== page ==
One of the last things I did at the College of Policing was attend a meeting in London with the Crown Prosecution Service who had begun to review their guidance on the ‘prosecution of mentally disordered offenders’. The CPS issue prosecution guidance on a large number of topics, all publicly available on their website and they’d decided mental health guidance needed revising. First things first: the title of the old guidance sounded date and pejorative by modern standards so I’m glad to find that new guidance gets rid of the term ‘mentally disordered offenders’. Apart from anything else, as Professor Jill PEAY points out in her (wonderful) book “Mental Health and Crime” from 2010, it’s not a straight-forward enterprise to determine a mentally ‘disordered’ offender from a mentally ‘ordered’ one.
So in October 2019, the CPS issued two new documents –
If you’re involved in criminal investigation in the police, you’ll need to read both of these.
In light of the number of discussions I had over the years with police officers, mental health and allied professionals as well as CPS themselves, I was glad to read this document because of what it says about ‘capacity’. In some of those discussions, I admit to some frustration about the number of time I kept hearing that investigation and prosecution is fairly straightforward because “it’s all about whether the person has capacity as defined by the Mental Capacity Act 2005”.
No, it’s not! – it never, ever was and it still isn’t. Not really.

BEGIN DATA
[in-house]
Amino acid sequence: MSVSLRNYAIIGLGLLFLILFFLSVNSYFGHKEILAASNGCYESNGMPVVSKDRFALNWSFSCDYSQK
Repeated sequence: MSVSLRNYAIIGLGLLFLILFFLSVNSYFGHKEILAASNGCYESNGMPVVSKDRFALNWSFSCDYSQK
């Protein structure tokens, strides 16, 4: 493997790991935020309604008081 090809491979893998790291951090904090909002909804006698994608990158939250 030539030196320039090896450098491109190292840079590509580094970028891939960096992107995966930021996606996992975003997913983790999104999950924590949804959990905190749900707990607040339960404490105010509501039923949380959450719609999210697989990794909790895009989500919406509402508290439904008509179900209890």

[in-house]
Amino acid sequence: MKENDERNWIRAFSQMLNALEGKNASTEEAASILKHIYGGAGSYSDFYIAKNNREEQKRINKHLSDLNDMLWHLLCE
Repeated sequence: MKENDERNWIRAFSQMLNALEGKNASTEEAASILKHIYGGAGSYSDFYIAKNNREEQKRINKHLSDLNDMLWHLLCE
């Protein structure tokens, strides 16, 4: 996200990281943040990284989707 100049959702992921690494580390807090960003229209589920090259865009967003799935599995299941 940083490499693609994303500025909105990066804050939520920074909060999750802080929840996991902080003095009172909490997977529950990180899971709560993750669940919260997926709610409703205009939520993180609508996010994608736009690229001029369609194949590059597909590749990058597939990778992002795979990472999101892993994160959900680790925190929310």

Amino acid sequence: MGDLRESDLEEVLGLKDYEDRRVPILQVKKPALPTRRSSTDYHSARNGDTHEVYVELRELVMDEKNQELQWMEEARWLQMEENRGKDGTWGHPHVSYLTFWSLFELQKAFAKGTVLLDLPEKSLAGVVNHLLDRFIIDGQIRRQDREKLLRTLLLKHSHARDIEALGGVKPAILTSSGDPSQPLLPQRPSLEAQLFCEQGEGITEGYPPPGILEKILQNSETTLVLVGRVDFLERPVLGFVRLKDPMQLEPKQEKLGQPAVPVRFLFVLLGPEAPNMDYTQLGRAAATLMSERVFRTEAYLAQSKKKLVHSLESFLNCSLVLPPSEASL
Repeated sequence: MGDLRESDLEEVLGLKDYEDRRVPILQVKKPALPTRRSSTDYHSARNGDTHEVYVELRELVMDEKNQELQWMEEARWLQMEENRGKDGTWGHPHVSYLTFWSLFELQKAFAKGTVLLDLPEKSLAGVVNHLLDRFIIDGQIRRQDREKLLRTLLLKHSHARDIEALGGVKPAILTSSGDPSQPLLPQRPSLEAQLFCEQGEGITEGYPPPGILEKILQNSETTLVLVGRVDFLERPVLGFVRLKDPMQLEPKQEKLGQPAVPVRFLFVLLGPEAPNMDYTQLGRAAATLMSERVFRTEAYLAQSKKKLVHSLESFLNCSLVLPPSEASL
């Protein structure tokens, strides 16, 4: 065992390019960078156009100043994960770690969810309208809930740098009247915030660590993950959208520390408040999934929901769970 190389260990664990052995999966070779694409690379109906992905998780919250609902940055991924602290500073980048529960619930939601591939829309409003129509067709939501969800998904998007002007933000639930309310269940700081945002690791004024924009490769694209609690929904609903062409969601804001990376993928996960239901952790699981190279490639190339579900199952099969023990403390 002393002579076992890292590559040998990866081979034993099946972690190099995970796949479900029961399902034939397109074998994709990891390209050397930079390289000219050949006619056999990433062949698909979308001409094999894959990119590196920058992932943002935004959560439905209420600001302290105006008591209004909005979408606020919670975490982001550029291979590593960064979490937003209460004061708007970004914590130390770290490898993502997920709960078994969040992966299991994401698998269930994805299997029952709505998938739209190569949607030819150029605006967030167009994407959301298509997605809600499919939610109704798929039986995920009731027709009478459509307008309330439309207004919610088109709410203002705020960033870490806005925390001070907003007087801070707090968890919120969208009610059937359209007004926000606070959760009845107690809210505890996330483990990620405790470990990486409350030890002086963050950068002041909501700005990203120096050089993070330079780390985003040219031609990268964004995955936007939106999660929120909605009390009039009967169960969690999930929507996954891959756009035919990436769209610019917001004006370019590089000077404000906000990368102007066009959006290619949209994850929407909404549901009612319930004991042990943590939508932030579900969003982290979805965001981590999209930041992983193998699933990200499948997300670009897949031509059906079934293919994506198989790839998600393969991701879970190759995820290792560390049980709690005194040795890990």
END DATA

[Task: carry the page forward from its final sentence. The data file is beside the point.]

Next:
Capacity is, strictly speaking, not a ‘thing’ in criminal law – even to the extent that we use this word as a proxy term or metaphor for some other, quite complex matters, ‘capacity’ is not the determining variable. In other words, if a suspect does not have ‘capacity’ (whatever on earth that is meant to mean) but they’re killed someone else, they’re almost certainly still going to be prosecuted for murder and the issue of mental illness, insanity or ‘capacity’ can all be untangled at court. Even if it were a less serious matter, it may still be necessary to prosecute the person because the legal issues inherent within this discussion are, ultimately, a matter for courts and even if someone is instant, unfit or seriously unwell, it may be the criminal courts still need to impose orders that only they control.
Equally, just because a suspect ‘has capacity’ it does not mean they must be prosecuted – the public interest test may still not be met even though the person knew what they were doing and knew what they were doing was wrong. All cases turn on their merits.
There has been discussion about these matters in my own force over the last two weeks, as we ran training courses for the new ‘mental health tactical advisor’ concept that is being piloted. It is the area of policing and mental health which, in my own view, could do with the greatest effort by forces to improve their response. There’s plenty of areas where I think the police are over-exposed on mental health related demands, but this is not one of them. History and public record shows that we are under-involved, inconsistent and not always given the time and attention to investigations that we would give if those of us involved were not affected by our mental health.